The Dark Tower is not the disaster international critics would have you believe, but unfortunately it does occupy a rather grey area.
Some of my favourite songs have a bittersweet quality. They’re often lyrically dramatic, but juxtaposed with energetic, upbeat music. And some of my favourite movies have soundtracks chock-full of great songs. Baby Driver, the newest film by writer-director Edgar Wright (Shaun of the Dead, Hot Fuzz, Scott Pilgrim vs the World), is named after a pretty cool folk-rock song by Simon and Garfunkel. Despite not being a direct adaptation, you’re still gonna want to fasten your seatbelts, hit the road, and listen to the roar of Baby Driver‘s engines.
Director/screenwriter Luc Besson excels at creating these vast, quirky, juxtaposed worlds which showcase the wonder of his expansive imagination whilst never forcing us to entirely abandon the familiar. Valerian and the City of a Thousand Planets certainly has that homely charm wrapped-in-the-spectacular vibe.
15 Years, 5 movies and 2 spidermen in, we arrive at Spiderman: Homecoming which manages to shake off the franchise fatigue and deliver a great, surprisingly fun and funny film.
After Transformers: Revenge of the Fallen, I vowed to never watch a Transformers movie again.
Cortina Whiplash’s latest album, We Do, is a melodic rollercoaster of fast, hard, and smooth alternative rock. Their message is clean and keeps the punk middle-finger raised high in the face of institutional marriage, as well as taking a look at the overwhelming amount of money and time we spend on shit that doesn’t really matter.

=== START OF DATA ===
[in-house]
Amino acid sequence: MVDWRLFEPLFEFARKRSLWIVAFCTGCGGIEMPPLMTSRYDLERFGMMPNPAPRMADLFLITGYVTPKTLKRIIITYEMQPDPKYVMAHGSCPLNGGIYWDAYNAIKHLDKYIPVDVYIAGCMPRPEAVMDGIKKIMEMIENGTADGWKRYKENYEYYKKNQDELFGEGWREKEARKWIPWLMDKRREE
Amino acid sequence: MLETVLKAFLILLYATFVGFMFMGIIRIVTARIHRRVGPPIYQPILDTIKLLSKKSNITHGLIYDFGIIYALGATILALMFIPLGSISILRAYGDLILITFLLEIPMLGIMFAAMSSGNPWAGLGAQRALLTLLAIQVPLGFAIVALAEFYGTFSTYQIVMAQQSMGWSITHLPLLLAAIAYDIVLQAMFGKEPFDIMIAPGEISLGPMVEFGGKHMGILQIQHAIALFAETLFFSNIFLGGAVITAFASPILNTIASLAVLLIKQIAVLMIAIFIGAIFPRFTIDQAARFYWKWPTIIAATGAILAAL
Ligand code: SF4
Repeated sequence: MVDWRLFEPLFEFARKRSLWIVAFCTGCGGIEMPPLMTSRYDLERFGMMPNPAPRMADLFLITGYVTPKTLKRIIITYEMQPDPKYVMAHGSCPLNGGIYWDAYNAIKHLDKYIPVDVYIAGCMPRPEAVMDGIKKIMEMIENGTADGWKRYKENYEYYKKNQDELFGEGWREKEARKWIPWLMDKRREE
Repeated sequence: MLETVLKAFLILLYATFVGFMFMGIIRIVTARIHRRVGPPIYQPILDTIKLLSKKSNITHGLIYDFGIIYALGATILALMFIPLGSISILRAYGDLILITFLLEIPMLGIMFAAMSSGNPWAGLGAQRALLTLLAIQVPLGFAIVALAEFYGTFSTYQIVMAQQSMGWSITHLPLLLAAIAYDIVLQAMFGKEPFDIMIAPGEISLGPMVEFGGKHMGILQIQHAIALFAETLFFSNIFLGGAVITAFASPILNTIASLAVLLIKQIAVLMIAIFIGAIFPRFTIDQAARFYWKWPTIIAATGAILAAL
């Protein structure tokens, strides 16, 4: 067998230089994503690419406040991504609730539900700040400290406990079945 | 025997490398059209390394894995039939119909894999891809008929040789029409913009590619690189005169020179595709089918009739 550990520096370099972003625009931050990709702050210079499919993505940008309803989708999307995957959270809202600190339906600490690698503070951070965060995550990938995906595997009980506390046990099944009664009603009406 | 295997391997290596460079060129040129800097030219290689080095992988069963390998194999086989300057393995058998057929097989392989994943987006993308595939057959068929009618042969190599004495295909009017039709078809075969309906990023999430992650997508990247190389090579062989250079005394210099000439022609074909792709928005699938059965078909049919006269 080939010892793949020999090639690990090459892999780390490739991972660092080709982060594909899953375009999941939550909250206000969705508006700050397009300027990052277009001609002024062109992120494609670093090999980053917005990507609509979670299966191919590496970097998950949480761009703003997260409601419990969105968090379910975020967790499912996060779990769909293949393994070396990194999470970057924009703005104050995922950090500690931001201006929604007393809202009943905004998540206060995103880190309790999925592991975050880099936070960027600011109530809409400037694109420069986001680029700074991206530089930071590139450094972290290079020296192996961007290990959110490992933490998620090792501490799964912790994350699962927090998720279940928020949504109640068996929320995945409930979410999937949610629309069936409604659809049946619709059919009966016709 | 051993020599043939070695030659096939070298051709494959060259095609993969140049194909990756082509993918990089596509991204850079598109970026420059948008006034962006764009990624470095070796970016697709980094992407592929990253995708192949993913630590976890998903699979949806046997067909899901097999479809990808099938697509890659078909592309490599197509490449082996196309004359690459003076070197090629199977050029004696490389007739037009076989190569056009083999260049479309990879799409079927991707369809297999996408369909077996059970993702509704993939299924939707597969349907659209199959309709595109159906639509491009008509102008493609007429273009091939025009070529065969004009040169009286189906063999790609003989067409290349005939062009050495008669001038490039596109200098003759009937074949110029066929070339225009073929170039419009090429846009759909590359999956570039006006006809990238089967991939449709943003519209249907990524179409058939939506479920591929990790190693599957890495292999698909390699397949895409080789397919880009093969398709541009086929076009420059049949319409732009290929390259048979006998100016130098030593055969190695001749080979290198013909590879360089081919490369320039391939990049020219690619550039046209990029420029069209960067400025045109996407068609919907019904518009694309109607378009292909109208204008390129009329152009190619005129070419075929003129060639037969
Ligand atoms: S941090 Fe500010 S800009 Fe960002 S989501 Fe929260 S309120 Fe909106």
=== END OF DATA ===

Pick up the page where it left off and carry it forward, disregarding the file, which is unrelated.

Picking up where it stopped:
In my opinion, Cars 2 was one of Pixar Animation Studios’ biggest letdowns. They were on a roll (no pun intended) with some amazing, groundbreaking films, and Cars 2 interrupted the flow with an ultimately forgettable film. The sequel didn’t perform well critically or financially, but I guess there was enough potential for the studio to continue the series of kid’s films – this time (perhaps self-referentially), about getting old and retiring.
The new big thing in Hollywood is “shared universes” – multiple movies that take place in the same world, thus informing or impacting each other. It started with the Marvel Comics films (everything from 2008’s Iron Man), but also including the DC comics films that follow on Man of Steel, the new Star Wars films that include sequels and spin-offs, and the X-men films (having spun off to include Deadpool and Wolverine movies). And now Universal Studios is also having their turn: A “Dark Universe” franchise, starting with the Tom Cruise-starring The Mummy.
Growing up in the 90’s I vividly remember watching the TV series Baywatch. David Hasselhoff with his hairy chest and Pamela Anderson with her slow-motion running and big (*cough cough*) eyes. Thinking back it was a really ridiculous show, but somehow we kept on watching, week in and week out. It was something different from all the other soaps and series of its time and offered viewers a more adrenaline-pumping storyline as we intently watched lives being saved by these brave lifeguards.
The world has waited a long time for Wonder Woman and she’s finally here, ready and willing to pick up the pieces of DC’s fragmented cinematic universe with a film driven by hope and humanity.